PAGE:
I'm going to create a table that relies on a Dynamic Query. This way, as VM's get added and removed from my virtual infrastructure, my reports do not have to be updated to include/exclude them specifically. I can do that if the need arises, but not for this example.

 

I'm going to report on "Virtual Machines." However, I don't want a list of all VM's, because that's not really interesting. I'm only interested in VM's that have high CPU Load. Therefore, I'll add a conditional to the report to only report on VM's where CPU Load is greater than or equal to 50%. From here, you can name your datasource something meaningful, or just hit "Add to Layout."

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I'll now add Columns to my table. Since this is a simple report, I'll just add the VM's "Name" and "CPU Load." Since I'm specifically trying to identify problems with CPU Load, I'll also have my report sort the results by CPU Load in Descending order. I don't need to add any filtering conditions here in the "Filter results" section, because my datasource I configured for the whole report is already doing that.3-20-2014 8-41-42 PM.png

I can now generate a preview of my report to see the data.Note that none of these VM's are Orion "Nodes" - these are all VMAN objects - vNodes - presented in Orion.   From here, I can add properties, like adding it to Favorite Reports, or create report schedules. For our purposes, this is where we'll end, since this is not meant to be a full tutorial on the Orion Report Writer.

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Account Limitations - Role-based Access Control, Orion Style

 

I'll wrap up by briefly discussing Account Limitations, also known as Role-based Access Control. This has been a longstanding requests from VMAN customers and we're very happy we are able to deliver it through the integration in this release by leveraging Orion's Account Limitations feature. This functionality has become more critical as folks use VMware and Hyper-V estates as Private Cloud infrastructure. User access can now be restricted under different level of the virtual "hierarchy." For example, if I have a large environment with multiple vCenters, I can limit users to see only the virtual objects - hosts, vm's, clusters, datacenters, - under a single vCenter. These limitations can now be applied in the following ways:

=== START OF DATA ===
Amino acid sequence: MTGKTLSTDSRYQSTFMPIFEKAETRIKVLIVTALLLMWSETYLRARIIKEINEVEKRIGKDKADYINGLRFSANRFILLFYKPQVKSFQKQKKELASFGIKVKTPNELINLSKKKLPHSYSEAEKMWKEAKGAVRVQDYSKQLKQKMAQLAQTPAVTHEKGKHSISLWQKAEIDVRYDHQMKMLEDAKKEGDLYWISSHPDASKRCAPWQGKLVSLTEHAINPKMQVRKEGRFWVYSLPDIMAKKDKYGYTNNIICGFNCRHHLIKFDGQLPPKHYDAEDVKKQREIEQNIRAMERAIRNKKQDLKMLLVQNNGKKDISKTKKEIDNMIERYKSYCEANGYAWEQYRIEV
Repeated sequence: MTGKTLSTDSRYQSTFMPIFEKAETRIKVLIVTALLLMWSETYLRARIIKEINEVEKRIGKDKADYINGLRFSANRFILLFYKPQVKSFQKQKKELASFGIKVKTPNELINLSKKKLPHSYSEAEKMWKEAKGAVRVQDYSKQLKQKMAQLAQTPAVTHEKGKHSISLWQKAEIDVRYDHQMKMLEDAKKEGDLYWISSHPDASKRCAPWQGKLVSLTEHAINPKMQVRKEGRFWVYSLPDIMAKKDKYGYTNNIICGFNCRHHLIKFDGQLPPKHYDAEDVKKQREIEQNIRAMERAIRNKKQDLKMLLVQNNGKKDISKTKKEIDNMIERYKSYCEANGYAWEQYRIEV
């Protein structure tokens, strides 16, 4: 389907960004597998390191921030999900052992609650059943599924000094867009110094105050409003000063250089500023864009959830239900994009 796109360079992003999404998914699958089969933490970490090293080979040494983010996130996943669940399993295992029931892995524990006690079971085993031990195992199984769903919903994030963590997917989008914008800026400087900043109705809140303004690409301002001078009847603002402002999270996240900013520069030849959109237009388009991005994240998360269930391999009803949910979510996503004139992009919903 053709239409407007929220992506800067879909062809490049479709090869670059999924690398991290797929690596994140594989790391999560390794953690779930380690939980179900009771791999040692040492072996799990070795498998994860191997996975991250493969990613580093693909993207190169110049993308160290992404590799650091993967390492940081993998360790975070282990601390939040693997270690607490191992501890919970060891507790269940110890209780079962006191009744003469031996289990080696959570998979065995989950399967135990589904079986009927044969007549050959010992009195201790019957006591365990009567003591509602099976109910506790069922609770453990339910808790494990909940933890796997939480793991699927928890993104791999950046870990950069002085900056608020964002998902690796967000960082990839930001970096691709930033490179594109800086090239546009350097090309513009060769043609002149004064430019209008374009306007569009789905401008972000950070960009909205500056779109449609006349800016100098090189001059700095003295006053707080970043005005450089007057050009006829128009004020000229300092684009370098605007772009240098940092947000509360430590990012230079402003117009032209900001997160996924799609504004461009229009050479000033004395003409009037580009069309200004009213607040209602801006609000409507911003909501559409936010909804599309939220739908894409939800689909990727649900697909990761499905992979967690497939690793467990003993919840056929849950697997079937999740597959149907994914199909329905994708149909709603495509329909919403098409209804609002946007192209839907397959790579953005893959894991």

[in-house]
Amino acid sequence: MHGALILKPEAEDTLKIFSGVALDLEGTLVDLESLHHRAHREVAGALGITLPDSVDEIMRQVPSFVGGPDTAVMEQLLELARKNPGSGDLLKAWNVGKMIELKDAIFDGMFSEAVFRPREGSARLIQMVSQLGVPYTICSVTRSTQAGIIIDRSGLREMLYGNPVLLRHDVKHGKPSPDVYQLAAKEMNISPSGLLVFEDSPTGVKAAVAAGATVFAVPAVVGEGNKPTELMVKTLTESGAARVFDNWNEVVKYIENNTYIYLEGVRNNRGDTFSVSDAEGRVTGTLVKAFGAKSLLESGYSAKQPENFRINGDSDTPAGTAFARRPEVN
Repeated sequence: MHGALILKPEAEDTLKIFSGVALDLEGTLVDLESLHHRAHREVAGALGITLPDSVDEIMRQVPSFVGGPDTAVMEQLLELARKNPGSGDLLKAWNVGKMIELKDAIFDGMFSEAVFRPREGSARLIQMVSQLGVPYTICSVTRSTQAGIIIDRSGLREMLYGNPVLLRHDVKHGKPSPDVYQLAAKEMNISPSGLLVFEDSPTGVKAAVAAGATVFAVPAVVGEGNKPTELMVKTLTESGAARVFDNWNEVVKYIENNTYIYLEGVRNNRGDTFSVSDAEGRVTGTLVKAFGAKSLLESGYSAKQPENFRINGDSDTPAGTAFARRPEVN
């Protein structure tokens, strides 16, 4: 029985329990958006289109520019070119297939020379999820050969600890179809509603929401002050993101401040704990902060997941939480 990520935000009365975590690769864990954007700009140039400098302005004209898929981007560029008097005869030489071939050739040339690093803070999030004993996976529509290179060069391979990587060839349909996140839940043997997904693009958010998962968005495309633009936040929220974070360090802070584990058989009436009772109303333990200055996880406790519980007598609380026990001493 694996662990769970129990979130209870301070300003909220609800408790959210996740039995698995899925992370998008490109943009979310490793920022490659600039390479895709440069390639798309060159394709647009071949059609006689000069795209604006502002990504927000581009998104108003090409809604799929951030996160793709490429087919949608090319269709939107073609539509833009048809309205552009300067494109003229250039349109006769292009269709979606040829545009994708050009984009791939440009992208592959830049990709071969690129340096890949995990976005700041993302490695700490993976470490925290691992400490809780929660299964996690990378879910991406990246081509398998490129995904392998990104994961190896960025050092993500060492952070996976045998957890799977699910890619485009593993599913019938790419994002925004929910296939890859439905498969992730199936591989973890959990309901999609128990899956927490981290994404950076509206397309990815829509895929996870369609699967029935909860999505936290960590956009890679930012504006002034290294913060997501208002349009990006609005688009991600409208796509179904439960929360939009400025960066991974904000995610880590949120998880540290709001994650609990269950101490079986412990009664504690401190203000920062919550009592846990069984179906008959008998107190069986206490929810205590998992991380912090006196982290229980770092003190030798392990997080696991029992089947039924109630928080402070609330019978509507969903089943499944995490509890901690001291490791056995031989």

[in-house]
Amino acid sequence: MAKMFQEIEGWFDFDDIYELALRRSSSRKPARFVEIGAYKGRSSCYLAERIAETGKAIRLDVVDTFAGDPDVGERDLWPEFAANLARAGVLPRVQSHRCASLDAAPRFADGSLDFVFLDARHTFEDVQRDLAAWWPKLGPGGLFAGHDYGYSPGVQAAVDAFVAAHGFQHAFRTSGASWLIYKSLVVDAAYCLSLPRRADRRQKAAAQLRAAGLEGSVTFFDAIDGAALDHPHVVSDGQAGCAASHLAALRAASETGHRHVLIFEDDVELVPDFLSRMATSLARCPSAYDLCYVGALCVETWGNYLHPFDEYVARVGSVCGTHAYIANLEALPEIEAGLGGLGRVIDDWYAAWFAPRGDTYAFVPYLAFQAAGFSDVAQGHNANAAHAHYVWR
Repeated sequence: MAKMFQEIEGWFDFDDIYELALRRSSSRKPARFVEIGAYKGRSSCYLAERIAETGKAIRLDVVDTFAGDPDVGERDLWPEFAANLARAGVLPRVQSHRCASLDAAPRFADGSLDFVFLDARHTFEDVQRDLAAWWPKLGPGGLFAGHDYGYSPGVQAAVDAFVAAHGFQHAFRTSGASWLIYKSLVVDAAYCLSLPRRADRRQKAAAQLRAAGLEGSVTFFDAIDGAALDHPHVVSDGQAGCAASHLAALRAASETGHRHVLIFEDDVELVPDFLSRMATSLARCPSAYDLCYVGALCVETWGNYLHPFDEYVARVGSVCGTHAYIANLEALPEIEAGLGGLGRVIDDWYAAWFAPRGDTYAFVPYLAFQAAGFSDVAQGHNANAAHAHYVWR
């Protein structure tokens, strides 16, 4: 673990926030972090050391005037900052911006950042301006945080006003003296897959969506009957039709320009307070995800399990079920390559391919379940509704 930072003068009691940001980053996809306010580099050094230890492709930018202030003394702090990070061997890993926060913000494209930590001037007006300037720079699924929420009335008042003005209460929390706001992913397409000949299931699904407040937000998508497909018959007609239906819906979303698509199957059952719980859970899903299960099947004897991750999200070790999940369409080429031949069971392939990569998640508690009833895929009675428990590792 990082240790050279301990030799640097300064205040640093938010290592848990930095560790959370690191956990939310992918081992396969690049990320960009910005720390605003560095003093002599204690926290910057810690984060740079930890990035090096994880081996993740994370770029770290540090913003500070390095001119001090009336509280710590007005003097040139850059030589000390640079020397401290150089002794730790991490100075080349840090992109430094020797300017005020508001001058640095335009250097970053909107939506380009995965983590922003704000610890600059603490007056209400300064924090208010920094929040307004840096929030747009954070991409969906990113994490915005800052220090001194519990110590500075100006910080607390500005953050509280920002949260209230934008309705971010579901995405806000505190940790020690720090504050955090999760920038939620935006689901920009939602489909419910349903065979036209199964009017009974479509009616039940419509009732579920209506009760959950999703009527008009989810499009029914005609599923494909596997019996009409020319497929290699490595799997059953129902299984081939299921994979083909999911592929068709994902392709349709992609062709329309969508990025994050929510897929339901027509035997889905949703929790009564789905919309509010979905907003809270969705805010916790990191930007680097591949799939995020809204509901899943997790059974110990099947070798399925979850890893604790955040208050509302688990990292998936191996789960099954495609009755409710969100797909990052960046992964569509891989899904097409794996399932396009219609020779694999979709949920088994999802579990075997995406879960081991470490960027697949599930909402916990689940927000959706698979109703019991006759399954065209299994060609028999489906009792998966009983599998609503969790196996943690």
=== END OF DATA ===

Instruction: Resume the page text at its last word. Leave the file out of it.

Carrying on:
• View everything under a Single or Group of:
    • vCenters
    • Datacenters
    • Clusters
    • Hosts
  • View a single or group of VM's
  • Datastores don't fit neatly in the above hierarchy, so they have their own control.

 

Note that the embedded Flex (Flash) views from VMAN shown in the Orion interface (e.g. the Map view) is all or nothing since the limitations are applied on the Orion side, not on the VMAN side. There's not much to show here, as Account Limitations just limit your view of the infrastructure, so it doesn't really make for interesting screenshots. Nonetheless, this should be a useful feature for our customers running these products in a private cloud deployment.

 

That's all folks! Don't forget to sign-up for the Beta and give us some feedback!